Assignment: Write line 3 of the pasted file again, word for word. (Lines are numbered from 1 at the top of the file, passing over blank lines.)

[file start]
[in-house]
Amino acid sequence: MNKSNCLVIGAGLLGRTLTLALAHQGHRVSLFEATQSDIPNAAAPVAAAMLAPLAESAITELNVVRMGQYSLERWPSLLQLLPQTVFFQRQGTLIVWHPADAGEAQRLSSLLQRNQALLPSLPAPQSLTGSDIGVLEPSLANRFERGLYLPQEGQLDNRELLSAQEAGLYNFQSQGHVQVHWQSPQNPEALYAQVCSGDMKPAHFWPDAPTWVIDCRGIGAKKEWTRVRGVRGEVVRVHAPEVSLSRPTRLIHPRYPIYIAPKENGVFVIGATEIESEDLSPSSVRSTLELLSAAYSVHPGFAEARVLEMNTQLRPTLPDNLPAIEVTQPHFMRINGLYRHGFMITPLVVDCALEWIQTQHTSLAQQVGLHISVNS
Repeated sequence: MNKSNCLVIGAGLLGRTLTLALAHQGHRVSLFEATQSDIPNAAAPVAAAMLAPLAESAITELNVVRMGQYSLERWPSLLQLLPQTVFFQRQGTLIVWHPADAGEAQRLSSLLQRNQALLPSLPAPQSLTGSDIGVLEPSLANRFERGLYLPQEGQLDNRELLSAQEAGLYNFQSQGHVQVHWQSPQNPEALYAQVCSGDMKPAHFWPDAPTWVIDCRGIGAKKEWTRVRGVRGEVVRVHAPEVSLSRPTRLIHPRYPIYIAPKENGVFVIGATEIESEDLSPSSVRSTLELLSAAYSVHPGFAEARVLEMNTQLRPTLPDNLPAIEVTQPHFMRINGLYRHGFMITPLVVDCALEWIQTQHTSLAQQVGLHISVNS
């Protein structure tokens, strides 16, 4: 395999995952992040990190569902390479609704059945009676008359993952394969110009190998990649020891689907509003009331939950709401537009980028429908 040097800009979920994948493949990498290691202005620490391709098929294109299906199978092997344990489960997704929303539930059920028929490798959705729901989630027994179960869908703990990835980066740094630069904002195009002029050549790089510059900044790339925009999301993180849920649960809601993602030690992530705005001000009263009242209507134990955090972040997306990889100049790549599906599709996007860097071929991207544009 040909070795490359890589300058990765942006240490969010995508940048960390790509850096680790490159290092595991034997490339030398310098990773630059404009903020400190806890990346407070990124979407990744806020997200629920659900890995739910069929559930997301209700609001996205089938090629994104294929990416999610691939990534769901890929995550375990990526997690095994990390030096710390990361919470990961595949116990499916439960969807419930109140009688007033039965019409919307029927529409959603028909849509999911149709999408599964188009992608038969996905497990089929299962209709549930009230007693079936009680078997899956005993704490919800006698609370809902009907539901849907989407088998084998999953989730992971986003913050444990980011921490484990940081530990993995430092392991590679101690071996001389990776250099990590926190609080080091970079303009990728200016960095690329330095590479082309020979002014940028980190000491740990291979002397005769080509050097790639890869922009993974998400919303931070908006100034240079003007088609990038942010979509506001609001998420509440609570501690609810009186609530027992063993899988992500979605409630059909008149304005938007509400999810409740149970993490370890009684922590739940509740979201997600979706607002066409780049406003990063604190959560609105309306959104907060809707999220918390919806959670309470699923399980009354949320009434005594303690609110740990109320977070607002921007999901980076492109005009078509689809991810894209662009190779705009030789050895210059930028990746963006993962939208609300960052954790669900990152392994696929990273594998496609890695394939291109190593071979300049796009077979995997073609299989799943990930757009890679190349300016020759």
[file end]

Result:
Repeated sequence: MNKSNCLVIGAGLLGRTLTLALAHQGHRVSLFEATQSDIPNAAAPVAAAMLAPLAESAITELNVVRMGQYSLERWPSLLQLLPQTVFFQRQGTLIVWHPADAGEAQRLSSLLQRNQALLPSLPAPQSLTGSDIGVLEPSLANRFERGLYLPQEGQLDNRELLSAQEAGLYNFQSQGHVQVHWQSPQNPEALYAQVCSGDMKPAHFWPDAPTWVIDCRGIGAKKEWTRVRGVRGEVVRVHAPEVSLSRPTRLIHPRYPIYIAPKENGVFVIGATEIESEDLSPSSVRSTLELLSAAYSVHPGFAEARVLEMNTQLRPTLPDNLPAIEVTQPHFMRINGLYRHGFMITPLVVDCALEWIQTQHTSLAQQVGLHISVNS